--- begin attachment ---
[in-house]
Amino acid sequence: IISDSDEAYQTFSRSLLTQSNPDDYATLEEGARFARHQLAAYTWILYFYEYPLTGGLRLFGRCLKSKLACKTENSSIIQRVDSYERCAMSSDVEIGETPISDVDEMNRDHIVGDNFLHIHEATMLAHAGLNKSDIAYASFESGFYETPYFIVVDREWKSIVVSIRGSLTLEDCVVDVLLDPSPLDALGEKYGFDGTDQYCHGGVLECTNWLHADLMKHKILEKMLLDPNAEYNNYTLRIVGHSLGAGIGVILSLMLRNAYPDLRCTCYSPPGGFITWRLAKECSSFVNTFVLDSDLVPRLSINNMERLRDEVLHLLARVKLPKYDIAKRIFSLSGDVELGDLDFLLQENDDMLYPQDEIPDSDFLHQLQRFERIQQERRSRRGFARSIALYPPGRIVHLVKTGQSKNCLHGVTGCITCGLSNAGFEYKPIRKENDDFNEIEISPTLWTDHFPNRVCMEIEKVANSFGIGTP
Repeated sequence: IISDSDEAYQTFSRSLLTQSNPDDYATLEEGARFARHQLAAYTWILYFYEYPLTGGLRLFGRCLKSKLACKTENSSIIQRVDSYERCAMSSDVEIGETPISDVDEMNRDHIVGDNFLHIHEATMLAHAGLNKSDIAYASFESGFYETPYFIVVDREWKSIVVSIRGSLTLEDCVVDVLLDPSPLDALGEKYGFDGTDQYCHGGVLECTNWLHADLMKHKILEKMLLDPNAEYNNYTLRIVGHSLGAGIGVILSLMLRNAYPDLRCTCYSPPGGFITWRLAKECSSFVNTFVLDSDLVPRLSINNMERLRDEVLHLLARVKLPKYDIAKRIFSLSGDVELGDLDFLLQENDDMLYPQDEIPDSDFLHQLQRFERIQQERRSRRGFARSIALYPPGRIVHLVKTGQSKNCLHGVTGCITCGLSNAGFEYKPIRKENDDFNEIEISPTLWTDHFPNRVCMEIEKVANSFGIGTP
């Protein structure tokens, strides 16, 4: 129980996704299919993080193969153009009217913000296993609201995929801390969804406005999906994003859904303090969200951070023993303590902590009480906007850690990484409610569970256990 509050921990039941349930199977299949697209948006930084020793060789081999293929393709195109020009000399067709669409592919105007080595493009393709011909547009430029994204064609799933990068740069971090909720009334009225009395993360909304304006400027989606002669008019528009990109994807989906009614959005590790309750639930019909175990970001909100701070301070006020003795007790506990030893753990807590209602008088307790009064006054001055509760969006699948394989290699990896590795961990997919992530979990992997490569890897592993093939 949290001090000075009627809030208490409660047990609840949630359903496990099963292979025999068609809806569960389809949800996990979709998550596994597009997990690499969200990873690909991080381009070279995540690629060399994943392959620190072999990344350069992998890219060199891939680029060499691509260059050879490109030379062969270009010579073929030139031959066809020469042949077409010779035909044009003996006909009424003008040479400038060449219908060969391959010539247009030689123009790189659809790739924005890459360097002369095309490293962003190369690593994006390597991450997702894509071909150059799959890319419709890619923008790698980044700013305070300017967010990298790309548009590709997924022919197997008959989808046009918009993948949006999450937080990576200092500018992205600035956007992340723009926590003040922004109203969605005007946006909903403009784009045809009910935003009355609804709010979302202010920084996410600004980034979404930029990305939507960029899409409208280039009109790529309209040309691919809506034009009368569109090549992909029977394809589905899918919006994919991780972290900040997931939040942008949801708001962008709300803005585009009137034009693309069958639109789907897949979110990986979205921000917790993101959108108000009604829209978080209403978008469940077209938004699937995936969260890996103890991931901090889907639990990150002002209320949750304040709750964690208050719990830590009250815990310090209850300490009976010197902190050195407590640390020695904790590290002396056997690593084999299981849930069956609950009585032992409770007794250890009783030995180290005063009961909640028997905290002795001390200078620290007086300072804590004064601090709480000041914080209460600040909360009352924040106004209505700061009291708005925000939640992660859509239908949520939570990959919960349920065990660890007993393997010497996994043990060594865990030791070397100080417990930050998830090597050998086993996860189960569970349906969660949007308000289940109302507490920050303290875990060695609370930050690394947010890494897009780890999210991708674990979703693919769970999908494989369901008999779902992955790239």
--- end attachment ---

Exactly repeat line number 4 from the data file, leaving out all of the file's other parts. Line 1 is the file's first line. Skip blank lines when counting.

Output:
């Protein structure tokens, strides 16, 4: 129980996704299919993080193969153009009217913000296993609201995929801390969804406005999906994003859904303090969200951070023993303590902590009480906007850690990484409610569970256990 509050921990039941349930199977299949697209948006930084020793060789081999293929393709195109020009000399067709669409592919105007080595493009393709011909547009430029994204064609799933990068740069971090909720009334009225009395993360909304304006400027989606002669008019528009990109994807989906009614959005590790309750639930019909175990970001909100701070301070006020003795007790506990030893753990807590209602008088307790009064006054001055509760969006699948394989290699990896590795961990997919992530979990992997490569890897592993093939 949290001090000075009627809030208490409660047990609840949630359903496990099963292979025999068609809806569960389809949800996990979709998550596994597009997990690499969200990873690909991080381009070279995540690629060399994943392959620190072999990344350069992998890219060199891939680029060499691509260059050879490109030379062969270009010579073929030139031959066809020469042949077409010779035909044009003996006909009424003008040479400038060449219908060969391959010539247009030689123009790189659809790739924005890459360097002369095309490293962003190369690593994006390597991450997702894509071909150059799959890319419709890619923008790698980044700013305070300017967010990298790309548009590709997924022919197997008959989808046009918009993948949006999450937080990576200092500018992205600035956007992340723009926590003040922004109203969605005007946006909903403009784009045809009910935003009355609804709010979302202010920084996410600004980034979404930029990305939507960029899409409208280039009109790529309209040309691919809506034009009368569109090549992909029977394809589905899918919006994919991780972290900040997931939040942008949801708001962008709300803005585009009137034009693309069958639109789907897949979110990986979205921000917790993101959108108000009604829209978080209403978008469940077209938004699937995936969260890996103890991931901090889907639990990150002002209320949750304040709750964690208050719990830590009250815990310090209850300490009976010197902190050195407590640390020695904790590290002396056997690593084999299981849930069956609950009585032992409770007794250890009783030995180290005063009961909640028997905290002795001390200078620290007086300072804590004064601090709480000041914080209460600040909360009352924040106004209505700061009291708005925000939640992660859509239908949520939570990959919960349920065990660890007993393997010497996994043990060594865990030791070397100080417990930050998830090597050998086993996860189960569970349906969660949007308000289940109302507490920050303290875990060695609370930050690394947010890494897009780890999210991708674990979703693919769970999908494989369901008999779902992955790239």